For what I was predicting would be the total antithesis of Porcupine Tree, I was not surprised that this is by far, the most challenging thing on the record. The album is written from a female perspective, and the concept and story are inspired by the case of Joyce Carol Vincent, where a woman living in a large city dies in her apartment and no one misses her for over three years, despite her having family and friends. This shows up strongly in each of his bands and projects, but it plays even more of a role in his solo efforts. And he also managed to surround himself of the best musicians imaginable to help him record his best compositions since Fear of A Blank Planet and the result was another masterpiece of modern symphonic prog. This part strongly reminds me of 'Yes' with a bit of 'The Mars Volta' thrown in as well. Get All You Deserve Fear Falls Burning Mix.
Since this is such an acclaimed album, I feel like I'm missing something here, so give it a listen anyway if you enjoy Steven Wilson's music, you'll probably enjoy it. It is quite a catchy and jazzy trip-hop track that goes by quickly. Or it's the other way round? Deform to Form a Star. The album is not a total wash, so I can give it 3 stars for the stronger tracks and for the historical value of the album since I am just fascinated with everything Wilson does. In the case of Hand. For all of the brilliant records released with Porcupine Tree, this album right here justifies his decision to separate the band and pursue his own solo endeavours. Wilson may play with traditional progressive notions here, but unlike your Flower Kings and Transatlantics, he never succumbs to them.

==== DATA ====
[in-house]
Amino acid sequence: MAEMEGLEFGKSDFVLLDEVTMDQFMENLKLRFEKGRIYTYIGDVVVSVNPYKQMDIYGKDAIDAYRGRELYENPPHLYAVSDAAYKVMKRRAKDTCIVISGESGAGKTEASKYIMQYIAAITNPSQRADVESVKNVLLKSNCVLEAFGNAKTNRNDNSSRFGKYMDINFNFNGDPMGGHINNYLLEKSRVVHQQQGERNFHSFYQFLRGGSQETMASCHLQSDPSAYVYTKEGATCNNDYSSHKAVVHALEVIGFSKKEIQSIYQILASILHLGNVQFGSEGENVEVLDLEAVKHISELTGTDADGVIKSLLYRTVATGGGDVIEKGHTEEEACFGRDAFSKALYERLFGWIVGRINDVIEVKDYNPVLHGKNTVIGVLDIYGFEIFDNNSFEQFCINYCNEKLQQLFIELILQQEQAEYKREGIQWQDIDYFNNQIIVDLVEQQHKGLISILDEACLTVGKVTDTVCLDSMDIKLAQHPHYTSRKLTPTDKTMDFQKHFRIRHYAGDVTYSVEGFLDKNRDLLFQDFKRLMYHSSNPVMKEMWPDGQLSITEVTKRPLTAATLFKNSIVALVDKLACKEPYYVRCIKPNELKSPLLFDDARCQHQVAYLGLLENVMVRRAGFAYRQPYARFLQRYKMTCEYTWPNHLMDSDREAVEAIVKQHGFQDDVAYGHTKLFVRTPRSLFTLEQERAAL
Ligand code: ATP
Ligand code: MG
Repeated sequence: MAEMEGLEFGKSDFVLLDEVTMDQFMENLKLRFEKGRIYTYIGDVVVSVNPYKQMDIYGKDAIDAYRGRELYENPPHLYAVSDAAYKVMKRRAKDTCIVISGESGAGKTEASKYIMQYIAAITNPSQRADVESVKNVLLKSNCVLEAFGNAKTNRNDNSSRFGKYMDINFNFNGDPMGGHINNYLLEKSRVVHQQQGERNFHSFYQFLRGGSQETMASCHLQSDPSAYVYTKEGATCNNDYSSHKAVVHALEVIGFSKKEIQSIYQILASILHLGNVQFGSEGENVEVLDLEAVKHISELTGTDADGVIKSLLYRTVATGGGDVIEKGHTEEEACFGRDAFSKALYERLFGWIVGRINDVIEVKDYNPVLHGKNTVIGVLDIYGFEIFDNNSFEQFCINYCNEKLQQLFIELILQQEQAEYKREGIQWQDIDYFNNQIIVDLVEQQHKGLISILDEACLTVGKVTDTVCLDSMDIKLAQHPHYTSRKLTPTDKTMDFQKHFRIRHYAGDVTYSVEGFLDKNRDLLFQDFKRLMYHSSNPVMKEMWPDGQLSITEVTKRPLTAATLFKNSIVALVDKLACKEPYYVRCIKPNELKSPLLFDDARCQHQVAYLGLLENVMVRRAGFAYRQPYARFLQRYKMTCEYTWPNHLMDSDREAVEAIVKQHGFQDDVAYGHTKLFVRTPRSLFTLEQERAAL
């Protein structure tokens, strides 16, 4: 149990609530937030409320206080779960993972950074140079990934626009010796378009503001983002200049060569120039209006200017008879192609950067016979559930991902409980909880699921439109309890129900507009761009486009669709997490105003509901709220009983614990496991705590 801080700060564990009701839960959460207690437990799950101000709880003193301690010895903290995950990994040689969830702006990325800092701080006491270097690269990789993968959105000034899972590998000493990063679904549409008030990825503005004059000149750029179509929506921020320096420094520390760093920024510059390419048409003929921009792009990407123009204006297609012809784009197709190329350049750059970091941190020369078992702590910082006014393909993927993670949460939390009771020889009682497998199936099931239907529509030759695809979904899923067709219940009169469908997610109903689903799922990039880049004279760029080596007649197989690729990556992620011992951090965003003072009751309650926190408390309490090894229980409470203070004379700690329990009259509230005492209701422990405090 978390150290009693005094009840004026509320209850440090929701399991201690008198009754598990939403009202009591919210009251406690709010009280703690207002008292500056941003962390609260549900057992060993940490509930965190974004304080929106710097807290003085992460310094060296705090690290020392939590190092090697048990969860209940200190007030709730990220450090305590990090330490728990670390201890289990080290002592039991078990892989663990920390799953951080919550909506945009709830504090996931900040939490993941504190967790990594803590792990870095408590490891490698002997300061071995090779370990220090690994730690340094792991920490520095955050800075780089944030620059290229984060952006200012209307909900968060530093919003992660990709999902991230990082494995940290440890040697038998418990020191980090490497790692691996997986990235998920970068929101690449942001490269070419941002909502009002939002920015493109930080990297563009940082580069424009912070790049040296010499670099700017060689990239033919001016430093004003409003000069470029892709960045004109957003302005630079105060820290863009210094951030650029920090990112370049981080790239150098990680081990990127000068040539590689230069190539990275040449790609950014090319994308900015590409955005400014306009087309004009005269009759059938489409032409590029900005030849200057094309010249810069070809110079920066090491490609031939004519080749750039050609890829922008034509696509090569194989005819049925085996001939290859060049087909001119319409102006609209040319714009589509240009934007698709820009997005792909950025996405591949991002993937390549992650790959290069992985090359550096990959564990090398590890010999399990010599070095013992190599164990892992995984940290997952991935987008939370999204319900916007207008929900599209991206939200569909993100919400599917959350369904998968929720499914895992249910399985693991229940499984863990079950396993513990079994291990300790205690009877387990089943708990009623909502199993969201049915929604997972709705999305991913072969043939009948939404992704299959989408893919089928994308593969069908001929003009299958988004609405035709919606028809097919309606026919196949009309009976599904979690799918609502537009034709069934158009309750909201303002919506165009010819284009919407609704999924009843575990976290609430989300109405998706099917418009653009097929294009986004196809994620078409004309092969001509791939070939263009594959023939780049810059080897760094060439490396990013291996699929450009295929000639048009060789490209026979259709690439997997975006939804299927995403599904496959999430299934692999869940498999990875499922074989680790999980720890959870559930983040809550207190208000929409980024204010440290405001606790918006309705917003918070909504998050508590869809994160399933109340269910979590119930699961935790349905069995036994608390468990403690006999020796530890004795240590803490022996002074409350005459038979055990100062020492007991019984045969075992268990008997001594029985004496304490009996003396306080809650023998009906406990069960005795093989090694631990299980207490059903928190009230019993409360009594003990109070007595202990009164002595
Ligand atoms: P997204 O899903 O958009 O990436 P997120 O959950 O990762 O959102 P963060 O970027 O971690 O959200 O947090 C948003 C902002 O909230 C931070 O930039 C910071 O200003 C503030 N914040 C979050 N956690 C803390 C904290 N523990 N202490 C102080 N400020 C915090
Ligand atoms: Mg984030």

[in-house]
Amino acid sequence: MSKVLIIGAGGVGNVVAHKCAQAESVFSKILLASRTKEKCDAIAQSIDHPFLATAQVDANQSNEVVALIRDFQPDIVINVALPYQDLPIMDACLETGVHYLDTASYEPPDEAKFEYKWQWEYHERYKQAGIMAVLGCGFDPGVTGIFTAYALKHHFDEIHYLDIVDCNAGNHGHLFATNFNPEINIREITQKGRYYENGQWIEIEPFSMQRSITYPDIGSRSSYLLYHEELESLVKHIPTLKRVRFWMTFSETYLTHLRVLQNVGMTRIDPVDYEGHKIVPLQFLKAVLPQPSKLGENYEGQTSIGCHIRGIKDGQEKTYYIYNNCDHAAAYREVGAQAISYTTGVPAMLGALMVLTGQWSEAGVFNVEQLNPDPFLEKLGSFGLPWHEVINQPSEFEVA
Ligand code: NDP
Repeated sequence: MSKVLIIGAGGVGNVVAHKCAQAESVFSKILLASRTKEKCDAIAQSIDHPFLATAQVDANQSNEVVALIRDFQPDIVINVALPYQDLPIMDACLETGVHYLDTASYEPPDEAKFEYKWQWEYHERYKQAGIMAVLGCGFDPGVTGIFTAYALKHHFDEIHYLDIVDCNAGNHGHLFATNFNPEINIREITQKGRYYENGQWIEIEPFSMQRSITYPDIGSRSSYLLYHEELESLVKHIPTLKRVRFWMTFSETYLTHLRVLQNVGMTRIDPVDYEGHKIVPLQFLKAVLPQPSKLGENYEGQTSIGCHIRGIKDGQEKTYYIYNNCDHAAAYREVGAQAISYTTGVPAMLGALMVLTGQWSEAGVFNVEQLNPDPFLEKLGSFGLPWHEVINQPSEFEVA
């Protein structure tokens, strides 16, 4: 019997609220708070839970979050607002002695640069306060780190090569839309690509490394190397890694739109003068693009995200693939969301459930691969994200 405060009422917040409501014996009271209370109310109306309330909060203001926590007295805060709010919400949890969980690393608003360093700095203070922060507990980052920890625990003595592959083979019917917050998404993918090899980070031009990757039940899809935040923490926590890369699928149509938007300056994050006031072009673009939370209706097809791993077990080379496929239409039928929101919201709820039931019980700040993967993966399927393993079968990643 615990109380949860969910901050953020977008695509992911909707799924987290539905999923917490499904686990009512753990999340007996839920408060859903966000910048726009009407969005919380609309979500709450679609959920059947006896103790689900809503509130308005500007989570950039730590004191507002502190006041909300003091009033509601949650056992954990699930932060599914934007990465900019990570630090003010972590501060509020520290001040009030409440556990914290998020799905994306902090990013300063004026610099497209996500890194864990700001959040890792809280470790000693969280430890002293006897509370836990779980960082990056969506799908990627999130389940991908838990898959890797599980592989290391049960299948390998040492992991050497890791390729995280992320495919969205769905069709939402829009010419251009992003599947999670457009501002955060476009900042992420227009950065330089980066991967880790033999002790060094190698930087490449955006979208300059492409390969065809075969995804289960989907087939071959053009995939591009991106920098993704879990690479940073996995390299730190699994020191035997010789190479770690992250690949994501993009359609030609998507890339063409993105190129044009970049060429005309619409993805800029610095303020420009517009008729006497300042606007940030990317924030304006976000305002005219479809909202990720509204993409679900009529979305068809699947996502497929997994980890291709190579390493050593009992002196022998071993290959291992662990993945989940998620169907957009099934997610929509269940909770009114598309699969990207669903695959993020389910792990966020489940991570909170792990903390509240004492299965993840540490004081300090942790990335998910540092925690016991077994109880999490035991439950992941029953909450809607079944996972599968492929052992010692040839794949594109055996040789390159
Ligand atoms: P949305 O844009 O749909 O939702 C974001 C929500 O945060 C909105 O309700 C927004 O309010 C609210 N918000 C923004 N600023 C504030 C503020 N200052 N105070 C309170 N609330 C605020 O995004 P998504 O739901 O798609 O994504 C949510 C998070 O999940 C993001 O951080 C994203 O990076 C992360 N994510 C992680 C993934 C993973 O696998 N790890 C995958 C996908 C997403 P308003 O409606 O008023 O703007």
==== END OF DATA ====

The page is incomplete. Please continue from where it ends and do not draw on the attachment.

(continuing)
Very important in my opinion is the participation of Ninet Tayeb, which was a pleasant surprise to me, cause I wasn't expecting her to participate in the live shows. David Schroeder has set up a webpage dedicated to displaying Hoile's polaroids in numerical order along with their owner's names. Most of these tracks don't have a lot of information attached, so it's hard to have explanations for many of the songs here, which most times helps to shed light on what the background is for each of these experimentations. Like Dust I Have Cleared From My Eye. It collects songs that were written during the sessions for the previous two studio albums, Hand.
I think this is fair to say about the album as a whole, he has gone in the direction he wanted to pursue despite what listeners might think. Both the songs 'Drive Home' and 'The Pin Drop' are extremely tiring to me, and end up causing me to lose any interest in continuing to listen to the album past those points. There are a few songs a la Porcupine to entice listeners, but there is also stuff that resonates his other projects, particularly his drone project Bass Communion. Erase' and 'The Raven That Refused to Sing'. The lush title track begins as were it a Radiohead piece, but it eventually bursts into a life-affirming climax that instantly brings Anathema to mind. Putting his love and mastery of the studio to good work; he samples electronics and creates this very dark trip-hop soundscape, with a string section and disturbing lyrics to match. The first moments of this song develop as a pretty straightforward, if not quirky acoustic song, much in the vein of some latter-era Beatles tunes.